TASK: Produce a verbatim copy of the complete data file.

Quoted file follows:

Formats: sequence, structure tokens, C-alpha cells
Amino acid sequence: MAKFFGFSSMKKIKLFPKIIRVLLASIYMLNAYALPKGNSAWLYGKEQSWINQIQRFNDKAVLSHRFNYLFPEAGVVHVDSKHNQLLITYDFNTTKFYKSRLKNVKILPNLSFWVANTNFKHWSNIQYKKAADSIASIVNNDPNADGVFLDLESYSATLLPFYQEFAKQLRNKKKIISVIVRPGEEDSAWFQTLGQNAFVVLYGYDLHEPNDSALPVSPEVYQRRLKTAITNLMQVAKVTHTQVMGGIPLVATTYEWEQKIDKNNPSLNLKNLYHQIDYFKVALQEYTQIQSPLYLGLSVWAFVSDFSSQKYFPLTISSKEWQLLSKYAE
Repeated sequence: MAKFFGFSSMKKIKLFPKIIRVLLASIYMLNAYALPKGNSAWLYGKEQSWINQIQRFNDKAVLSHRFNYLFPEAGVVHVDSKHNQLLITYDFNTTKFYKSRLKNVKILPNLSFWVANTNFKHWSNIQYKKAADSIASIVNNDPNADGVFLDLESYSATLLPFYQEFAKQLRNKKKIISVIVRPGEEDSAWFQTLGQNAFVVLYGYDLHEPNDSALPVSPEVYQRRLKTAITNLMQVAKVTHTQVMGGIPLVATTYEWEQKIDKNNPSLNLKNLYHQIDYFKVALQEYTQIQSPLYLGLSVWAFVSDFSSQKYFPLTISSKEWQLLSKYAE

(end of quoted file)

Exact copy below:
Formats: sequence, structure tokens, C-alpha cells
Amino acid sequence: MAKFFGFSSMKKIKLFPKIIRVLLASIYMLNAYALPKGNSAWLYGKEQSWINQIQRFNDKAVLSHRFNYLFPEAGVVHVDSKHNQLLITYDFNTTKFYKSRLKNVKILPNLSFWVANTNFKHWSNIQYKKAADSIASIVNNDPNADGVFLDLESYSATLLPFYQEFAKQLRNKKKIISVIVRPGEEDSAWFQTLGQNAFVVLYGYDLHEPNDSALPVSPEVYQRRLKTAITNLMQVAKVTHTQVMGGIPLVATTYEWEQKIDKNNPSLNLKNLYHQIDYFKVALQEYTQIQSPLYLGLSVWAFVSDFSSQKYFPLTISSKEWQLLSKYAE
Repeated sequence: MAKFFGFSSMKKIKLFPKIIRVLLASIYMLNAYALPKGNSAWLYGKEQSWINQIQRFNDKAVLSHRFNYLFPEAGVVHVDSKHNQLLITYDFNTTKFYKSRLKNVKILPNLSFWVANTNFKHWSNIQYKKAADSIASIVNNDPNADGVFLDLESYSATLLPFYQEFAKQLRNKKKIISVIVRPGEEDSAWFQTLGQNAFVVLYGYDLHEPNDSALPVSPEVYQRRLKTAITNLMQVAKVTHTQVMGGIPLVATTYEWEQKIDKNNPSLNLKNLYHQIDYFKVALQEYTQIQSPLYLGLSVWAFVSDFSSQKYFPLTISSKEWQLLSKYAE